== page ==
3 December 2015
Returning to work after maternity leave is rarely easy. Regardless of quips from some commentators (and colleagues) regarding a supposed maternal desire to leave demanding infants in the care of others, while sipping a cappuccino and reading the papers during lunch, the harsh reality of picking up the workplace reins is challenging.
Leaving your baby at home is bad enough. Even for mothers sharing child care with partners and/or close relatives, that first week back at work is often a gut-wrenching feeling. One of my research participants (now a leading international lawyer) recalled how tears sprang to her eyes when she looked out of her office window and observed a woman pushing a baby in a pram.
You might be missing your baby, feeling guilty about returning to work and worrying that your baby might be missing you, to say nothing of the anxiety prompted by having to reacclimatise to a busy workplace environment.
In such circumstances, it might be hoped that organizations would do everything possible to support new mums to settle back in to the fold especially during those first few weeks as mothers try to reintegrate themselves at work and manage the inevitable changes in working patterns, practices and staffing that have occurred while they have been away.
To be fair, some workplaces do try. Each year, benchmarking exercises identify good practice among employers both large and small.
However, for many women, the support available is insufficient to outweigh the tough challenges of trying to settle back into an old workplace environment when everything about their personal lives feels new. Furthermore, while family friendly benefits may be available on paper, these might be difficult to access in practice at a time when mothers may be tired and anxious, and not therefore ideally placed to fight for entitlements.
As a researcher of work and family, I continue to be taken aback by the consistent lack of support, from organizations, for women returning from maternity leave. Interviewees commonly report circumstances where their roles have been down-shifted, their job descriptions changed and their desks have (literally) been moved into corridors and broom cupboards.
My own findings over many years have recently been affirmed by the recent BIS report which explores pregnancy and maternity-related discrimination in the workplace and outlines the findings from interviews with over 3,000 mothers and over 3,000 employers in Great Britain. The report – while acknowledging the support offered from some employers – highlights how many women experience unfair treatment during pregnancy, and many felt they experienced worse treatment on their return from maternity leave than before they were pregnant.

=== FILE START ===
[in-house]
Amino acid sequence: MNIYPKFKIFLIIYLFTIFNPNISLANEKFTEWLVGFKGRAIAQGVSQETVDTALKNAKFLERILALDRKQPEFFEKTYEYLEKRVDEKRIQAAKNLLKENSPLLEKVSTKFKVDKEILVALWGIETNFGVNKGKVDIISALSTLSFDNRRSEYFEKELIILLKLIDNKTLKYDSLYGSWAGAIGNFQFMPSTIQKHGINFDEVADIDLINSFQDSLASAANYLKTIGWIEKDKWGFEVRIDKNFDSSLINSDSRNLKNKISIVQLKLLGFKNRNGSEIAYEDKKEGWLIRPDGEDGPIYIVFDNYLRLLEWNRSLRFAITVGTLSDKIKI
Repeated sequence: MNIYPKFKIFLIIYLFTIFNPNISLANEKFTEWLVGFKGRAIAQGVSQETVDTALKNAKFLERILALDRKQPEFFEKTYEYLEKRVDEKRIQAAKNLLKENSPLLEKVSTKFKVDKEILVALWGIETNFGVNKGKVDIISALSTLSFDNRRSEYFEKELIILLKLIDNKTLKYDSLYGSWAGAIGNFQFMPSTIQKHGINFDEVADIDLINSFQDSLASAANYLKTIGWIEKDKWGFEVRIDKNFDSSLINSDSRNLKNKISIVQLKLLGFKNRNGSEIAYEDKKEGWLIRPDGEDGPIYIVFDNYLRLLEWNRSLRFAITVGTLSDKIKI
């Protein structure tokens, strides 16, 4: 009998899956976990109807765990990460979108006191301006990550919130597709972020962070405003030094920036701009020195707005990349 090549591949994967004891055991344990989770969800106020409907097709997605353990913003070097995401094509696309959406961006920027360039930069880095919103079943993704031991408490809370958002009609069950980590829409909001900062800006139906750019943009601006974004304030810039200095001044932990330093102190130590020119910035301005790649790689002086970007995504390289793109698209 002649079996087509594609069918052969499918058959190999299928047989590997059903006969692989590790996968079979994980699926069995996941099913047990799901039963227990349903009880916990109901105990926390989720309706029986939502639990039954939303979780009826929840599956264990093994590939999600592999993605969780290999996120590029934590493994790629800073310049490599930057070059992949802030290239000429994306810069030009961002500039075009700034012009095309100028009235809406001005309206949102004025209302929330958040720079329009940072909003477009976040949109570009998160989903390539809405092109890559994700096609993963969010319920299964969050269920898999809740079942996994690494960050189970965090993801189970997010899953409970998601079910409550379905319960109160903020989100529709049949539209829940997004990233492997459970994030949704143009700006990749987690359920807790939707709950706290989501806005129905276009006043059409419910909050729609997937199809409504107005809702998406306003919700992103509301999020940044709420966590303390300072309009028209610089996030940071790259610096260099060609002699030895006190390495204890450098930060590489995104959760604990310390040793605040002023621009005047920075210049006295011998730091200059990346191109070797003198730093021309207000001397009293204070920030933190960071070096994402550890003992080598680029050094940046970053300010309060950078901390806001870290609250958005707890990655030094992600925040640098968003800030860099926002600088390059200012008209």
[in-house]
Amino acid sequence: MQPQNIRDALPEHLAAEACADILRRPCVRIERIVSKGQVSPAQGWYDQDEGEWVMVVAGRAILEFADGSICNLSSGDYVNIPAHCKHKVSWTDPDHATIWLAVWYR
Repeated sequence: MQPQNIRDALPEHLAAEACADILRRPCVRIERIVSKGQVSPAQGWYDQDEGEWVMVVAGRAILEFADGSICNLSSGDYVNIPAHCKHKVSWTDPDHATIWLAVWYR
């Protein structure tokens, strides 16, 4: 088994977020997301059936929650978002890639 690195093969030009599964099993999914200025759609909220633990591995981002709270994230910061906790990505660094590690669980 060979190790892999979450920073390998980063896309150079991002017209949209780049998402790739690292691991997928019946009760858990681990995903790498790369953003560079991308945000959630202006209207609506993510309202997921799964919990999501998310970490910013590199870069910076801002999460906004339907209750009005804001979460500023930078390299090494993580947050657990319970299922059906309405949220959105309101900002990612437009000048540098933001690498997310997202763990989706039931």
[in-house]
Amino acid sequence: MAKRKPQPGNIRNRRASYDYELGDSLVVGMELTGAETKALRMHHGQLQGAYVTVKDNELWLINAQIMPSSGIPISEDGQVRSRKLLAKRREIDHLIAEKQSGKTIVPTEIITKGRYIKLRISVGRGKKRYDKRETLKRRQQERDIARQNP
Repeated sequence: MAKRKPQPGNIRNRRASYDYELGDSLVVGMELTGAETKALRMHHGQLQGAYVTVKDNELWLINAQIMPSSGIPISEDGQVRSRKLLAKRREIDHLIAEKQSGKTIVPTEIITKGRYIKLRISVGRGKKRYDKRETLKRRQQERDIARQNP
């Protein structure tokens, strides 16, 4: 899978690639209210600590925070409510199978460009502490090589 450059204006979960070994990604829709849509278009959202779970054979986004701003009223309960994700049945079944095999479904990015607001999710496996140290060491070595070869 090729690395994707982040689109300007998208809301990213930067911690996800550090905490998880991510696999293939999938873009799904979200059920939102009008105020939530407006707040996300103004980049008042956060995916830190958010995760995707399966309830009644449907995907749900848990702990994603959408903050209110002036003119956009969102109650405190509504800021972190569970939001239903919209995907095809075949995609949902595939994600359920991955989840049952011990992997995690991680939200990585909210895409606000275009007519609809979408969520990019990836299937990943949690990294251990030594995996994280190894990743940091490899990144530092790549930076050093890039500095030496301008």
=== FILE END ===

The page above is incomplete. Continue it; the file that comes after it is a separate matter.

These findings raise the important question: what might we do about this? On a positive note, research such as that undertaken by BIS and the pro-active approach taken by companies like WOMBA will gradually chip away at negative organizational approaches to working mothers. However, such positive future actions might not help you if you are just back at work (or about to return there tomorrow!)
In an ideal world, new mums would not need to add to their burdens by fighting their corner and researching how best to manage their return to work. In practice though, if organizations are not set up to help you there are still things you can do. One of the best ‘ports of call’ for good advice is the London based charity Working Families who offering advice and guidance to for the most frequently asked questions.
They have also have a helpline, giving guidance on entitlements regarding (for example) flexible working.
Your own HR department may be a good source of advice. You might be able to agree with your employer that an appointment with HR is a good way to use one of your ‘keep in touch days’ (optional opportunities to spend 10 days of your maternity leave at work) should these be available to you/you wish to use these. Often, HR departments might have knowledge of facilities on offer which are not widely advertised, sometimes for budgetary reasons. For example, some organizations have limited budgets to pay for individual and independent coaching sessions (perhaps even specialist maternity coaching) which might be afforded to you if you ask.
Particularly if you are a first time mother, women who have already experienced the return from maternity leave can be a great source of advice. They may have already done the groundwork of finding out locations of mother and child or lactation rooms (if you are still breastfeeding) and they may have views on the benefits (or otherwise) of KIT days.
Remember you are a skilled worker with transferable skills as well as a new mum. See if you can network with other mums at work and don’t be afraid about being open with your employers regarding your needs now you have children.
Caroline Gatrell is Professor of Management Studies at Lancaster University Management School (LUMS), Department of Management Learning and Leadership (DMLL). Her research focuses on health, work and family and is theoretically driven, drawing upon notions of the body and gender. She critically analyses, from a socio-cultural perspective, how employed parents manage boundaries between employment and everyday lives.